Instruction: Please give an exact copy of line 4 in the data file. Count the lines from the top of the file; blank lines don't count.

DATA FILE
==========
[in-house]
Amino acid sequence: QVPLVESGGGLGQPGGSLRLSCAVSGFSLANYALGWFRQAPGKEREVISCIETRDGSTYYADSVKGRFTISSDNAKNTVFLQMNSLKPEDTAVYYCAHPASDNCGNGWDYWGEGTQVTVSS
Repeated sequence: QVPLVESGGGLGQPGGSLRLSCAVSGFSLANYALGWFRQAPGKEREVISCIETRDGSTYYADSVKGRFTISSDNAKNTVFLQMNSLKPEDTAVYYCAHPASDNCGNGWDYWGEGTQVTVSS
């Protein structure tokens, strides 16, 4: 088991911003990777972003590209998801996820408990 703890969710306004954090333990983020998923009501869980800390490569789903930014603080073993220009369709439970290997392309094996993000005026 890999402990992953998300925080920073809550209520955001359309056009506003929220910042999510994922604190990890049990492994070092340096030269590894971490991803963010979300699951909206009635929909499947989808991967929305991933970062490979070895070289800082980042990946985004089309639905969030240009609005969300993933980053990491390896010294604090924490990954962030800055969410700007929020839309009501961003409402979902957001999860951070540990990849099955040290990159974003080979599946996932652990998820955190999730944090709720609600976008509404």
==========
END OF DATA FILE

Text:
């Protein structure tokens, strides 16, 4: 088991911003990777972003590209998801996820408990 703890969710306004954090333990983020998923009501869980800390490569789903930014603080073993220009369709439970290997392309094996993000005026 890999402990992953998300925080920073809550209520955001359309056009506003929220910042999510994922604190990890049990492994070092340096030269590894971490991803963010979300699951909206009635929909499947989808991967929305991933970062490979070895070289800082980042990946985004089309639905969030240009609005969300993933980053990491390896010294604090924490990954962030800055969410700007929020839309009501961003409402979902957001999860951070540990990849099955040290990159974003080979599946996932652990998820955190999730944090709720609600976008509404």